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Groups applaud Michigan House passage of key water protection rules restricting phosphorus in lawn fertilizer

Nutrient contributes to algae blooms, nuisance weed growth
Sep 23, 2010
Legislation restricting phosphorus in lawn fertilizer (HB 5368) will help keep Michigan’s lakes and streams healthy and stable, a trio of environmental groups said today after the bill’s passage through the State House of Representatives.

The Michigan Environmental Council, the Huron River Watershed Council and the Tip of the Mitt Watershed Council praised the passage as a step toward cleaner water.

“These rules help protect our lakes from being strangled by mats of weeds and runaway algae blooms – both of which are fueled by the excessive phosphorus in lawn fertilizers,” said Chris Kolb, Michigan Environmental Council president.

Phosphorus is an essential nutrient for plants, but almost all Michigan lawns have more than enough in the soil. Excess amounts drain into storm sewers and creeks where they end up fueling excessive plant growth in lakes and ponds. That growth can create oxygen-starved “dead zones” where fish and other aquatic creatures can not survive.

If passed by the Senate, Michigan would join other Great Lakes states including Minnesota, Wisconsin, New York and Illinois in restricting phosphorus fertilizer in some applications.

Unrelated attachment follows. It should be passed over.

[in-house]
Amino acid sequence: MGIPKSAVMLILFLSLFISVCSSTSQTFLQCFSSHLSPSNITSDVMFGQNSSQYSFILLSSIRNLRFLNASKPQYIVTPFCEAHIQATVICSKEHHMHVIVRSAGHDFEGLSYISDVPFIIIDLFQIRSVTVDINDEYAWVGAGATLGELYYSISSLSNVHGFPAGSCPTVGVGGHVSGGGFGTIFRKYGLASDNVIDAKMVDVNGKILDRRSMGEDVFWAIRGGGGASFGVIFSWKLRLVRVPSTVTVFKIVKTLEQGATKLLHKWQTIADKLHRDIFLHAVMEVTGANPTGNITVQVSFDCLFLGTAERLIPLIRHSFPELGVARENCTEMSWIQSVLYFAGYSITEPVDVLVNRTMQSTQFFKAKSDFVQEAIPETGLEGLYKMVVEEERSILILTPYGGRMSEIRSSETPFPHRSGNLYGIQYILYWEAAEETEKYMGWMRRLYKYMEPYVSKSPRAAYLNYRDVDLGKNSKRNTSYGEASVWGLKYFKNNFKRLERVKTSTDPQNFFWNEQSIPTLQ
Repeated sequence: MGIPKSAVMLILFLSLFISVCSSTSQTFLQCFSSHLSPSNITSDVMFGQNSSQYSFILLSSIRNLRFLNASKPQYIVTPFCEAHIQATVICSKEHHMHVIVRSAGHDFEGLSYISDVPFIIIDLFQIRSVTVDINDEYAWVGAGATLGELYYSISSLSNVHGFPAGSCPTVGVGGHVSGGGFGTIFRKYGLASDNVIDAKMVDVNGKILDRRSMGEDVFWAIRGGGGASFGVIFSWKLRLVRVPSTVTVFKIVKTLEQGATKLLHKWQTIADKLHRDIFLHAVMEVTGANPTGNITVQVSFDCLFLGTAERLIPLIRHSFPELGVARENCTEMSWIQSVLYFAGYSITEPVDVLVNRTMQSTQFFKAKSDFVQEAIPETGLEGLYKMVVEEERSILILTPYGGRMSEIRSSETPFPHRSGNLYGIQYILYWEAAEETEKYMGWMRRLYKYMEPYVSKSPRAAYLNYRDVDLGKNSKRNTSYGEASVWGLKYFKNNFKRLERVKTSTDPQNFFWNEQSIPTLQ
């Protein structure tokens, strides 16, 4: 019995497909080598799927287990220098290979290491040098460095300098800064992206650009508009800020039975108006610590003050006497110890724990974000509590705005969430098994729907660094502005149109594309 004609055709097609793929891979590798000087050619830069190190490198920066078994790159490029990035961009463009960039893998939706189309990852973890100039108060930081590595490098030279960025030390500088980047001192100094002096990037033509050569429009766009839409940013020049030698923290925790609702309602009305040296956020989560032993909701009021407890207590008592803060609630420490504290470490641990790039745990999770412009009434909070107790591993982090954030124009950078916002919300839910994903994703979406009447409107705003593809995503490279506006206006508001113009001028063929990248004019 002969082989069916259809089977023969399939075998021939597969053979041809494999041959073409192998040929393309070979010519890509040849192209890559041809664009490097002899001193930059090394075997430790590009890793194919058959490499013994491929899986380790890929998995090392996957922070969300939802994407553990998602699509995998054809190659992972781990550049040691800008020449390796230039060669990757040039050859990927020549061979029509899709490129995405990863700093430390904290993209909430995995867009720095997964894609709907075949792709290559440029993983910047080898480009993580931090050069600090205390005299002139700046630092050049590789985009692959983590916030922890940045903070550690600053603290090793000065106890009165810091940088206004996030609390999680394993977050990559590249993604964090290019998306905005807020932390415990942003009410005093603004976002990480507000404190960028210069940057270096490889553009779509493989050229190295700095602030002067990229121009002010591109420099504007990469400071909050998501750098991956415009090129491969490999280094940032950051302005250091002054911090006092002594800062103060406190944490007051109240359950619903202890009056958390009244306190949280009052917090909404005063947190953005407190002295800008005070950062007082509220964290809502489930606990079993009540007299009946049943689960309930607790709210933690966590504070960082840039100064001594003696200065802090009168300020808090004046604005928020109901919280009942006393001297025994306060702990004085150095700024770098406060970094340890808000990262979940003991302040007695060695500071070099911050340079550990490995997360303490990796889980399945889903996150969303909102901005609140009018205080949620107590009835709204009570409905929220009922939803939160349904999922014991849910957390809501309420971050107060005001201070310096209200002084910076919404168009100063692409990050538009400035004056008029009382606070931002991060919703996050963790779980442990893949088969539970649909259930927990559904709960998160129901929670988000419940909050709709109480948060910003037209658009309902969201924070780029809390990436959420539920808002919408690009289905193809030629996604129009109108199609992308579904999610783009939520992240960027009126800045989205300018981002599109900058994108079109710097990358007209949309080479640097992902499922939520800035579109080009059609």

“We know this approach works,” stated Laura Rubin, executive director of the Huron River Watershed Council. “Our river monitoring data from the Ann Arbor area shows total phosphorus concentrations have dropped by 30 percent, which correlates with local policies to restrict the use of phosphorus fertilizers and educate the public about the issue.”

Exceptions to the Michigan phosphorus restrictions are included in the bill for agriculture, newly established lawns, lawns that have tested low for phosphorus, golf courses and other special circumstances. It also encourages 10-foot buffer strips of vegetation to protect lakes and streams from phosphorus runoff and other pollutants.

Dr. Grenetta Thomassey of the Tip of the Mitt Watershed Council said the measure will help reduce algae blooms that periodically afflict beachgoers throughout the state: “Little Traverse Bay and all of our area’s waterways will see benefit from reduced phosphorus loading,” said Thomassey. “It is a win for water quality.”

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James Clift, MEC: 517-256-0553
RELATED TOPICS: water protection
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